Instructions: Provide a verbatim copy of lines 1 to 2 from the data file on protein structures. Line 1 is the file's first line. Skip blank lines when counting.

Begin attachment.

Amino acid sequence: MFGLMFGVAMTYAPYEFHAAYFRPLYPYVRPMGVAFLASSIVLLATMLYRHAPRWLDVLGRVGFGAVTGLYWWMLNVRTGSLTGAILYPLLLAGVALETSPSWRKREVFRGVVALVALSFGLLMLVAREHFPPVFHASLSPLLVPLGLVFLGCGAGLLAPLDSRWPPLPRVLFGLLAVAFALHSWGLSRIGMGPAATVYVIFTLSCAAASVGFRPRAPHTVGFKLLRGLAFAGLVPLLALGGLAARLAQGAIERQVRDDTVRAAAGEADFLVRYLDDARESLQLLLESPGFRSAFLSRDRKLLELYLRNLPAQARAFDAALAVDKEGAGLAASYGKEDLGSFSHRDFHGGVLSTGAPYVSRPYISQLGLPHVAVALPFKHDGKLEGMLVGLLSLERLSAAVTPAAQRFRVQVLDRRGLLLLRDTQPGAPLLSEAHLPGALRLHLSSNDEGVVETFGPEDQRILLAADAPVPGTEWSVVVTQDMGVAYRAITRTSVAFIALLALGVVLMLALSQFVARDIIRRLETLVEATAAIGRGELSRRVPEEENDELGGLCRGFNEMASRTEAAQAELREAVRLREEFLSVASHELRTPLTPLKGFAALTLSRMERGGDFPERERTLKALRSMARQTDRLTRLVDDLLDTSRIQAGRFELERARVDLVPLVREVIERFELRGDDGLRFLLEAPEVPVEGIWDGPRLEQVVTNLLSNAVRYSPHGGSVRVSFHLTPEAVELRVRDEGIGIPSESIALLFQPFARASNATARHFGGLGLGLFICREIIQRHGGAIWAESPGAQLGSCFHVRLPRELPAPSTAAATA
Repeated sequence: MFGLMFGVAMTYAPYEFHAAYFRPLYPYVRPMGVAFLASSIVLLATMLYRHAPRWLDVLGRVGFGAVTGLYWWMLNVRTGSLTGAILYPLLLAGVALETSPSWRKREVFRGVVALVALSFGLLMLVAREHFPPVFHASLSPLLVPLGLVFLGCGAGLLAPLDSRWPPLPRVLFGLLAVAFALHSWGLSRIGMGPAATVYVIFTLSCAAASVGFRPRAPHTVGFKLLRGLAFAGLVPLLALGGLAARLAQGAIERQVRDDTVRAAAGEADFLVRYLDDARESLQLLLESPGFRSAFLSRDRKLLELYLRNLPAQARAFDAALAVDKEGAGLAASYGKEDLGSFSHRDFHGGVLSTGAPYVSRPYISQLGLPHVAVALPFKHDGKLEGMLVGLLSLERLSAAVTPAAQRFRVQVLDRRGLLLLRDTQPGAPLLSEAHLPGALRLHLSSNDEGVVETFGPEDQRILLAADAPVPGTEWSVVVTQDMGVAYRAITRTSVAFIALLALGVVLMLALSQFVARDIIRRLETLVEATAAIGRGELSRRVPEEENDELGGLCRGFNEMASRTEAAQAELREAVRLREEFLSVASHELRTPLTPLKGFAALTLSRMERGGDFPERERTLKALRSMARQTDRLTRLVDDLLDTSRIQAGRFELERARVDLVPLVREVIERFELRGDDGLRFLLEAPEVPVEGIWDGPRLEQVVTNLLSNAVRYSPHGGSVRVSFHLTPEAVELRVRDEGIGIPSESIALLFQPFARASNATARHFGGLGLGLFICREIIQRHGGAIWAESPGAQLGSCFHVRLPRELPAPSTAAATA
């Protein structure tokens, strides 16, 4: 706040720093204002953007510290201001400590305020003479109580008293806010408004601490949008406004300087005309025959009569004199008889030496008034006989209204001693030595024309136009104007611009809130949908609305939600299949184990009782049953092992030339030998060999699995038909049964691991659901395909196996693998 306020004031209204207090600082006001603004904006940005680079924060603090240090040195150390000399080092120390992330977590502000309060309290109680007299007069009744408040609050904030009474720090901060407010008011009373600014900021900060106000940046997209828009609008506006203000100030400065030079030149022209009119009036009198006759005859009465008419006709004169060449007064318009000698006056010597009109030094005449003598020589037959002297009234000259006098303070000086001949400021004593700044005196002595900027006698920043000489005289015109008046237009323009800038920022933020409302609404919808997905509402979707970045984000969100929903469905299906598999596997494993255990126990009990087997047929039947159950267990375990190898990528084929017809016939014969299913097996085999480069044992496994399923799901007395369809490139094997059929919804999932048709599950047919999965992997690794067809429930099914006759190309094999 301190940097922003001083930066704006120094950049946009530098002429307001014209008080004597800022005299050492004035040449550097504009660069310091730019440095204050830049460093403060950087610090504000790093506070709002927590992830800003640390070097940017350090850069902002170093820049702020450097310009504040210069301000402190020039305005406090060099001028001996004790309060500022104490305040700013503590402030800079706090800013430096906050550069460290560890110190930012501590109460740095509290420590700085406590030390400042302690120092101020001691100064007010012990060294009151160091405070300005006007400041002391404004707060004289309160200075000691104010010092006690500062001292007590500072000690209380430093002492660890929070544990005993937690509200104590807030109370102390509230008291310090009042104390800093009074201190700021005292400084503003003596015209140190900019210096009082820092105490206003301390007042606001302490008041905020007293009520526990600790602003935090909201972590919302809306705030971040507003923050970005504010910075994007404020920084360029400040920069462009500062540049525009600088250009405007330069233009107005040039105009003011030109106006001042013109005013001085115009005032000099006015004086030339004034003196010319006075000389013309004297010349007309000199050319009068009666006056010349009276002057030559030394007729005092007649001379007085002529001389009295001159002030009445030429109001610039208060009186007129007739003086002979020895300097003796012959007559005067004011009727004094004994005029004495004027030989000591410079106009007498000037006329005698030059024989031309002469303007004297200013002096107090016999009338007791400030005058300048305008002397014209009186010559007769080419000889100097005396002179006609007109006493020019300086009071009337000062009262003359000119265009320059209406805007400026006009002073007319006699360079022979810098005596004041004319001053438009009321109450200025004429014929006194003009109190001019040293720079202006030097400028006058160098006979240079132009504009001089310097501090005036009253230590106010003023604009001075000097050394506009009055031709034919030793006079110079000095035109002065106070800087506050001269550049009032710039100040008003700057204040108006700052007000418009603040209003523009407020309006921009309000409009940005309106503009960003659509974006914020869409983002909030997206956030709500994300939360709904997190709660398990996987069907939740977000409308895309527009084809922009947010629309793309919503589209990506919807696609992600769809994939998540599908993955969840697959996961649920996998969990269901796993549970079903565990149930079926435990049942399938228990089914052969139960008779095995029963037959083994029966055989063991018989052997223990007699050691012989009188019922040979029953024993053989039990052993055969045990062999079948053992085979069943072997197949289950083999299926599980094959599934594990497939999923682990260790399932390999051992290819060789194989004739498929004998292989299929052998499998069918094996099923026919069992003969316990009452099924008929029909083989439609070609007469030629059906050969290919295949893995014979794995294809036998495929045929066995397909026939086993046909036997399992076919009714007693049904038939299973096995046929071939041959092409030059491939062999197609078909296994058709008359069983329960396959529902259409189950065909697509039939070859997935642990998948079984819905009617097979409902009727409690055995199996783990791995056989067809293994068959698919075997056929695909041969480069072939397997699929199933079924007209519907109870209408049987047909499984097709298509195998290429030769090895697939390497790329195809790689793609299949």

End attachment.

Amino acid sequence: MFGLMFGVAMTYAPYEFHAAYFRPLYPYVRPMGVAFLASSIVLLATMLYRHAPRWLDVLGRVGFGAVTGLYWWMLNVRTGSLTGAILYPLLLAGVALETSPSWRKREVFRGVVALVALSFGLLMLVAREHFPPVFHASLSPLLVPLGLVFLGCGAGLLAPLDSRWPPLPRVLFGLLAVAFALHSWGLSRIGMGPAATVYVIFTLSCAAASVGFRPRAPHTVGFKLLRGLAFAGLVPLLALGGLAARLAQGAIERQVRDDTVRAAAGEADFLVRYLDDARESLQLLLESPGFRSAFLSRDRKLLELYLRNLPAQARAFDAALAVDKEGAGLAASYGKEDLGSFSHRDFHGGVLSTGAPYVSRPYISQLGLPHVAVALPFKHDGKLEGMLVGLLSLERLSAAVTPAAQRFRVQVLDRRGLLLLRDTQPGAPLLSEAHLPGALRLHLSSNDEGVVETFGPEDQRILLAADAPVPGTEWSVVVTQDMGVAYRAITRTSVAFIALLALGVVLMLALSQFVARDIIRRLETLVEATAAIGRGELSRRVPEEENDELGGLCRGFNEMASRTEAAQAELREAVRLREEFLSVASHELRTPLTPLKGFAALTLSRMERGGDFPERERTLKALRSMARQTDRLTRLVDDLLDTSRIQAGRFELERARVDLVPLVREVIERFELRGDDGLRFLLEAPEVPVEGIWDGPRLEQVVTNLLSNAVRYSPHGGSVRVSFHLTPEAVELRVRDEGIGIPSESIALLFQPFARASNATARHFGGLGLGLFICREIIQRHGGAIWAESPGAQLGSCFHVRLPRELPAPSTAAATA
Repeated sequence: MFGLMFGVAMTYAPYEFHAAYFRPLYPYVRPMGVAFLASSIVLLATMLYRHAPRWLDVLGRVGFGAVTGLYWWMLNVRTGSLTGAILYPLLLAGVALETSPSWRKREVFRGVVALVALSFGLLMLVAREHFPPVFHASLSPLLVPLGLVFLGCGAGLLAPLDSRWPPLPRVLFGLLAVAFALHSWGLSRIGMGPAATVYVIFTLSCAAASVGFRPRAPHTVGFKLLRGLAFAGLVPLLALGGLAARLAQGAIERQVRDDTVRAAAGEADFLVRYLDDARESLQLLLESPGFRSAFLSRDRKLLELYLRNLPAQARAFDAALAVDKEGAGLAASYGKEDLGSFSHRDFHGGVLSTGAPYVSRPYISQLGLPHVAVALPFKHDGKLEGMLVGLLSLERLSAAVTPAAQRFRVQVLDRRGLLLLRDTQPGAPLLSEAHLPGALRLHLSSNDEGVVETFGPEDQRILLAADAPVPGTEWSVVVTQDMGVAYRAITRTSVAFIALLALGVVLMLALSQFVARDIIRRLETLVEATAAIGRGELSRRVPEEENDELGGLCRGFNEMASRTEAAQAELREAVRLREEFLSVASHELRTPLTPLKGFAALTLSRMERGGDFPERERTLKALRSMARQTDRLTRLVDDLLDTSRIQAGRFELERARVDLVPLVREVIERFELRGDDGLRFLLEAPEVPVEGIWDGPRLEQVVTNLLSNAVRYSPHGGSVRVSFHLTPEAVELRVRDEGIGIPSESIALLFQPFARASNATARHFGGLGLGLFICREIIQRHGGAIWAESPGAQLGSCFHVRLPRELPAPSTAAATA